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If I remember correctly one of the reasons Tara was introduced was because Willow was getting too powerful and Joss needed a more vulnerable character that would make us fear for her safety.. amping up her awkwardness and shyness with all the tics and stutters was probably a direct result of that decision. I'm not sure they had a specific mental issue in mind when they thought of the character, just that awkward/shy=vulnerable.

Her character growing in Season 5 and being less awkward felt organic but I always thought maybe Dawn's existence made it less important for Tara to be the vulnerable/protected character..
 
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@Spanky OMG Asperger's!!! That's definitely a more precise diagnosis for Tara than autism. I like that one better than the other explanations as far as something being 'wrong' with her.

@Athene I agree. After my initial, "Oh my god, is she mental?" reaction, I started questioning the actress' methods for portraying a shy character. Some of her hesitation seemed OVERLY hesitant. The same way her furrowed eyebrows and scrunching of the forehead seemed overly dramatic to the point where I thought something was seriously wrong with Tara's mental capacity. I remember doing a play where I had to portray a shy and queasy-stomached grocery store clerk who had a crush on a pretty girl shopping. Firstly, I'm gay in real life and not shy at all, and let's just say I had a harder time identifying with my character because he was shy, not straight. So yeah, social awkwardness is not as easy to pretend to portray if you're not used to the little quirks and bodily habits and ticks that go along with it.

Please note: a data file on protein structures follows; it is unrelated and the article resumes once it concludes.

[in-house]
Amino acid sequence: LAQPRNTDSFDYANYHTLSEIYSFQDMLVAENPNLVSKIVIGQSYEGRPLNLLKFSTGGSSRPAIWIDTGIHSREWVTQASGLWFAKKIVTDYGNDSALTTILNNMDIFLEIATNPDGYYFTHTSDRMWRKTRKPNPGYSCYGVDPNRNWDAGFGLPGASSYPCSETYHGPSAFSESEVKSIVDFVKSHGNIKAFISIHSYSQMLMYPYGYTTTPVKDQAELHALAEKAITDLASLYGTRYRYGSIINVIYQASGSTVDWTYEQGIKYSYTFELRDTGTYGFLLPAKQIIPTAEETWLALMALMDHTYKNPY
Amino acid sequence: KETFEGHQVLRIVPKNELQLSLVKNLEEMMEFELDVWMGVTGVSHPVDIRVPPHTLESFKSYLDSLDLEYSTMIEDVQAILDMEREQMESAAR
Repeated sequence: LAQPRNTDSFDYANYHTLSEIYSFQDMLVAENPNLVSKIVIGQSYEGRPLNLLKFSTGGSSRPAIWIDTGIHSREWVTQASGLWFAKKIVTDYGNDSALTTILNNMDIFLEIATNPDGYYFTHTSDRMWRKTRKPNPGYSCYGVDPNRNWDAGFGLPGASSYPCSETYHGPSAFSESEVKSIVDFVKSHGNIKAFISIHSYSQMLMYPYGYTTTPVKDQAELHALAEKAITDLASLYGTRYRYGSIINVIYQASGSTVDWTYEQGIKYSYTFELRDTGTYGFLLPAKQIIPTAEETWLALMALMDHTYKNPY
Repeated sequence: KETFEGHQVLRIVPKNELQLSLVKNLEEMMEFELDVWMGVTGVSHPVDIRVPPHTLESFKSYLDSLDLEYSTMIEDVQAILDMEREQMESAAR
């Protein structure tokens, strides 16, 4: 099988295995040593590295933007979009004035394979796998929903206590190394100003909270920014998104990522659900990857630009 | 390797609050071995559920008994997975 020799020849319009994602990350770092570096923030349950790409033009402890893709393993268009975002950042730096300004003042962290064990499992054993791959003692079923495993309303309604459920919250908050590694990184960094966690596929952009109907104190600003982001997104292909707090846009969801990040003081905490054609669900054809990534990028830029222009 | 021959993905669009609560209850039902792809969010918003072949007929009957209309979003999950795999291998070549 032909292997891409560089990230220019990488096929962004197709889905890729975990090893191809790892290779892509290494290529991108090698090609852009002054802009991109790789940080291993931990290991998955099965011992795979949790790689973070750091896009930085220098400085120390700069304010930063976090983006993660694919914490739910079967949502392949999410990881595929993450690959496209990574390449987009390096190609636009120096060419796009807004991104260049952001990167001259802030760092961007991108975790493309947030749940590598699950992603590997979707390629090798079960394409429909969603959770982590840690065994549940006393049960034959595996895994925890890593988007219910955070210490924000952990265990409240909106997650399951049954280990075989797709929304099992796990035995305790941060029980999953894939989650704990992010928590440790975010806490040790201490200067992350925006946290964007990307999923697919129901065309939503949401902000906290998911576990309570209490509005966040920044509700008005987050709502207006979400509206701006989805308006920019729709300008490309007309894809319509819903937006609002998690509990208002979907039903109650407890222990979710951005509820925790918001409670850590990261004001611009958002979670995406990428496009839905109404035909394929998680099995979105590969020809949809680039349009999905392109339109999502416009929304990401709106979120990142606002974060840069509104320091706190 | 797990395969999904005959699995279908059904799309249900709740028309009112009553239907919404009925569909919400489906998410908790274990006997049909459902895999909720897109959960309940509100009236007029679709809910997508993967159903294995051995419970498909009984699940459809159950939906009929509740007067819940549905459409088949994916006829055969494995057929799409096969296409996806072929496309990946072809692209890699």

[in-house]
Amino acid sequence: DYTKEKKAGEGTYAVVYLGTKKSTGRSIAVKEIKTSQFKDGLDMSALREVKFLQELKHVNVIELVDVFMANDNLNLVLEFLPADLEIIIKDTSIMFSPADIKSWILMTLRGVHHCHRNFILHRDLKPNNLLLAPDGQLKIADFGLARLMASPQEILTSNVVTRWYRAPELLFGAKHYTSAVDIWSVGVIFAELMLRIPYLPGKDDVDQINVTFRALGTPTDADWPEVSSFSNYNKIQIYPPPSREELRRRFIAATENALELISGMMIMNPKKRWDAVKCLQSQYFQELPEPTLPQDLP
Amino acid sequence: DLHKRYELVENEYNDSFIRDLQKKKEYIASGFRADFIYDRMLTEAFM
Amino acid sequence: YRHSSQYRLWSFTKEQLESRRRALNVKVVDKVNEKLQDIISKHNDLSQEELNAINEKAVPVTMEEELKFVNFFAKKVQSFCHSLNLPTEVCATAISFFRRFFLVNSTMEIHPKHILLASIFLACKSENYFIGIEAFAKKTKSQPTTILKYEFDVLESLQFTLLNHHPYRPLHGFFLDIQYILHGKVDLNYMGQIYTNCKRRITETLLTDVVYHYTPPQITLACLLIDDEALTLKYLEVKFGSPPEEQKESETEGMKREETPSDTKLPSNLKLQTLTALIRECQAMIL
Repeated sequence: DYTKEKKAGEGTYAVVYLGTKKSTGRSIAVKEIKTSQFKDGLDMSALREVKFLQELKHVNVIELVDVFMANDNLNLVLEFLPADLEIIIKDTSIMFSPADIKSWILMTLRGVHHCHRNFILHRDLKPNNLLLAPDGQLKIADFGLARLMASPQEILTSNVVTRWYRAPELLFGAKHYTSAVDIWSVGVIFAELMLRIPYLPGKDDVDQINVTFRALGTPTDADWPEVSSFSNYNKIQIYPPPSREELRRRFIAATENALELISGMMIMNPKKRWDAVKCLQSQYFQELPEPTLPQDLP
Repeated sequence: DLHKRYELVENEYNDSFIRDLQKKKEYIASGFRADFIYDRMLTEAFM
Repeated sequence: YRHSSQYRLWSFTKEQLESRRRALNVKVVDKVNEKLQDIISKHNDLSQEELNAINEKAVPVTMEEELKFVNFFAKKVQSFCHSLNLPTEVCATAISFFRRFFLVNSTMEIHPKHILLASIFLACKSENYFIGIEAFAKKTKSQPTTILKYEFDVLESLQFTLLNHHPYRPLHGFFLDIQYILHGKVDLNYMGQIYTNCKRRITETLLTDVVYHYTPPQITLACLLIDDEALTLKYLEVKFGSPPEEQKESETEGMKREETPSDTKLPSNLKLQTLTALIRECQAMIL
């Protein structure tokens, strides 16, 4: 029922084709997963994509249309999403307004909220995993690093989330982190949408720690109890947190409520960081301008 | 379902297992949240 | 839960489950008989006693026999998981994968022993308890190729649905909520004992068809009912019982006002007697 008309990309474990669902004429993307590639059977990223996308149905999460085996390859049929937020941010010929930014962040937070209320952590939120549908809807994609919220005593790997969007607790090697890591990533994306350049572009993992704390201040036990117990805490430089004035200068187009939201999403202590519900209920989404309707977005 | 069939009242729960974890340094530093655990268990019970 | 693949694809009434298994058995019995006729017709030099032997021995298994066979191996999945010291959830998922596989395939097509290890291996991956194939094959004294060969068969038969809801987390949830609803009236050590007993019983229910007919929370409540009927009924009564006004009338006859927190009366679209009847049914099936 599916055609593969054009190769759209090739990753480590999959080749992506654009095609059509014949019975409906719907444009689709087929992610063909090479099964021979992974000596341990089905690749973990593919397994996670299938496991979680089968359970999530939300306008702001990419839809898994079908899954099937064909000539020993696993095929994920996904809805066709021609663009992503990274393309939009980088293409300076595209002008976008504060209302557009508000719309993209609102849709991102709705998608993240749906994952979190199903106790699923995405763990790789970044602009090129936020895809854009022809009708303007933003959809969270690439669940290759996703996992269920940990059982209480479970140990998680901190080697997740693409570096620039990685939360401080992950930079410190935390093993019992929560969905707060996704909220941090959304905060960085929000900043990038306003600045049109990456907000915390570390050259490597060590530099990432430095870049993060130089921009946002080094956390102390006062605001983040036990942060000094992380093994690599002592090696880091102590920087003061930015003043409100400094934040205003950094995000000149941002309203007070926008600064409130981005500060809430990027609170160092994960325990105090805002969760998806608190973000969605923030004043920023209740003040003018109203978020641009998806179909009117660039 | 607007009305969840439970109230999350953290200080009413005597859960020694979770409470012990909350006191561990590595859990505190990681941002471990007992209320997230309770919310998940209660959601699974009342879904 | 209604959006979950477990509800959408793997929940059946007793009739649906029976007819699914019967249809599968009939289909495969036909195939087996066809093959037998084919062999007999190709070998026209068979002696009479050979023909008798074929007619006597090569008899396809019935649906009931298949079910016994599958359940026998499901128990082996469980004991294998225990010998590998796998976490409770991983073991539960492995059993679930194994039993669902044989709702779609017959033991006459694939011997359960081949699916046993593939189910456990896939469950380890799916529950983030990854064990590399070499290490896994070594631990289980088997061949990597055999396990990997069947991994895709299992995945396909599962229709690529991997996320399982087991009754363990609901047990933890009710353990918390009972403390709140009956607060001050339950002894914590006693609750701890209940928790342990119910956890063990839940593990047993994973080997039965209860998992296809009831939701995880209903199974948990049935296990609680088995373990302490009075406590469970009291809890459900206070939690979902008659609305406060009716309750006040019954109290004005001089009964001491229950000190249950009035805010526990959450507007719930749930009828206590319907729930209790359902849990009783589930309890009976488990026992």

I will not give up on this, however, as once I'm done rewatching, I will definitely have my final stand on this.

Tara Maclay = Victim of social awkwardness due to tough upbringing? Victim of a serious socially crippling mental disease? Or victim of being given the wrong actor to portray her? We shall see.
 

Cohen

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I think it’s this one- I’m shy as a person but I never really related to Tara’s shyness because it seemed to go from two extremes really quick. Still, Tara doesn’t read as autistic she reads as someone who’s delayed socially because of how she was raised.
I don’t think she goes through two extremes quickly. She’s socially awkward throughout seasons 4 and 5. It’s when she steps into the mother role for Dawn and Buffy in season 6 that she becomes more confident in herself. She even tells Willow how much confidence she has gained through merely being with willow—after nearly 2 years! That’s a long time to grow.
 

Athene

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She even tells Willow how much confidence she has gained through merely being with willow—after nearly 2 years! That’s a long time to grow.